[gmx-users] positional restraint
alokjain at iitk.ac.in
Tue Nov 30 18:18:34 CET 2004
hello Xavier and David,
I am really sorry for the mistake
i made with my previous mail.The residue in question is really ASN.And
the OD1 atom is not protonated as i said in my previous mail.It was a
blunder mistake on my part to say so.The H-OD1 distance mentioned is
actually the distance between OD1 and the backbone Hydrogen 'H' of ASN.
And the distances mentioned is in Angstrom not in nanometer.
So coming back to my main question
about positional restraint.As I have shown the data that even with very
high force constant value (100000),there still is marked change in the
distances between the atoms.And the atoms are not freezed as u have
mentioned.Please shed some light into the whole issue.
Sorry for the mistake :( with my previous mail.
Xavier Periole wrote:
> David wrote:
>> On Tue, 2004-11-30 at 01:32 +0530, Alok wrote:
>>> hello David and Xavier,
>>> Thanks for all your responses to my previous
>>> mails.I am sorry,I still have to bother you with
>>> some more queries about the constraint.In the
>>> process i would also like to answer few questions
>>> u have asked in your responding mails.
>>> What is the range of differences you observe ?? Is it for the
>>> part or the rest of the protein ?
>>> The Observed distance difference is for the restrained part (the atoms
>>> from the constrained residue).I have not checked the distance
>>> between the other atoms of the protein as i expect it to vary anyway
>>> i am constraining only one residue in my protein.
>>> I present below data of distances (in Angstrom) between atoms of my
>>> constained residue for the crystal structure as well as for the output
>>> after Energy minimization using different Force constant.
>>> (Force Constant)
>>> Crystal 1000 10000 100000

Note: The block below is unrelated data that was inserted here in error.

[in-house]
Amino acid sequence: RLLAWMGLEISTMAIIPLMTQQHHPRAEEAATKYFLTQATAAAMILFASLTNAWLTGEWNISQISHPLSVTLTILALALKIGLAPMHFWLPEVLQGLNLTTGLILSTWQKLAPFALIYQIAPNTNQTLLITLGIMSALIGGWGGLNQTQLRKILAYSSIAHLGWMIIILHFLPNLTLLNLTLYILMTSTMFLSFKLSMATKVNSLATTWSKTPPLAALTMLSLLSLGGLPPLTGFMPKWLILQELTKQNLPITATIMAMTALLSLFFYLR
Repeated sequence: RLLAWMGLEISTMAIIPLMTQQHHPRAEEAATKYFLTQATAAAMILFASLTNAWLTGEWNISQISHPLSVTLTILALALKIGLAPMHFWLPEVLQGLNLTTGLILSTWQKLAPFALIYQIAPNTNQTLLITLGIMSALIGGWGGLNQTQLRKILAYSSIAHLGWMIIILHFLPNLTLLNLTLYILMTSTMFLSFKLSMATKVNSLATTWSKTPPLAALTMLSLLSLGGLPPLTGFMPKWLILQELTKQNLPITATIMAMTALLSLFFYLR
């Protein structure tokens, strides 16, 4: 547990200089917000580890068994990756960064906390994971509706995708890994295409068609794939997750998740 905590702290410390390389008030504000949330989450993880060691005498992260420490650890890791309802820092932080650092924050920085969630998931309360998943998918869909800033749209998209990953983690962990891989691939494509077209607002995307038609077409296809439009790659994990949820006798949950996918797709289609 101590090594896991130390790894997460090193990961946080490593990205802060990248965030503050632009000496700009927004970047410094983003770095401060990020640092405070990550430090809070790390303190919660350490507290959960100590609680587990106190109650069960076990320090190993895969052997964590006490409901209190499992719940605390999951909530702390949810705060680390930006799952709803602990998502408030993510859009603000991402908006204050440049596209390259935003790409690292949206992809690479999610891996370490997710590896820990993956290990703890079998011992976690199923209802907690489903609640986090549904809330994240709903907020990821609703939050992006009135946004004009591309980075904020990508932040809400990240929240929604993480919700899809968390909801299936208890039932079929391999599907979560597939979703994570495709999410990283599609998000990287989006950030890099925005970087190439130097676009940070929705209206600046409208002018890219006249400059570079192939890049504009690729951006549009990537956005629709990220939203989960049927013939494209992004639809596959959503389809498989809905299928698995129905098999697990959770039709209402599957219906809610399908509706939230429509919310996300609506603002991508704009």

>>> O-OD1 2.58 3.17 2.87 2.66
>> Is your OD1 protonated? It should...
> It seems to me that this residue is a ASN, since it contains OD1 and
> ND2. So I do not see why
> the OD1 should be protonated. I must be missing something !
> Although the distance is really small and should be a H-bond, which
> explain certainly why David
> suggested that the OD1 should be protonated. That is my guess.
> Another solution is that the X-ray attributed the density of ND2 to
> OD1 and vis versa, That happens
> as the two atoms a not nesseraly easily discernable !
>>> O-HD21 4.86 5.27 5.13 4.95
>>> O-HD22 4.75 5.35 5.06 4.83
>>> H-OD1 4.73 4.76 4.75 4.75
>>> N-HD21 4.62 4.57 4.74 4.71
>>> N-HD22 5.58 5.62 5.65 5.62
>>> H-ND2 4.94 4.66 4.80 4.87
>>> As we can observe even after value of 1000000,the atoms have not
>>> as u have mentioned in your mail.
>>> my corresponding ".mdp " file for EM is as follows:
>>> cpp = /lib/cpp
>>> define = -DFLEXIBLE
>>> constraints = none
>>> integrator = steep
>>> nsteps = 10000
>>> ; Energy minimizing stuff
>>> emtol = 200
>>> emstep = 0.01
>>> nstcgsteep = 1000
>>> nstcomm = 1
>>> ns_type = grid
>>> rlist = 1.0
>>> rcoulomb = 2.0
>>> rvdw = 1.2
>>> Tcoupl = no
>>> Pcoupl = no
>>> gen_vel = no
>>> If I am not able to freeze the atoms even after such high Force
>>> then i am going wrong some where as you have suggested.Can you please
>>> suggest the possible reason for the problem and would be thankfull
>>> if you
>>> can shed some light into the possible solution.
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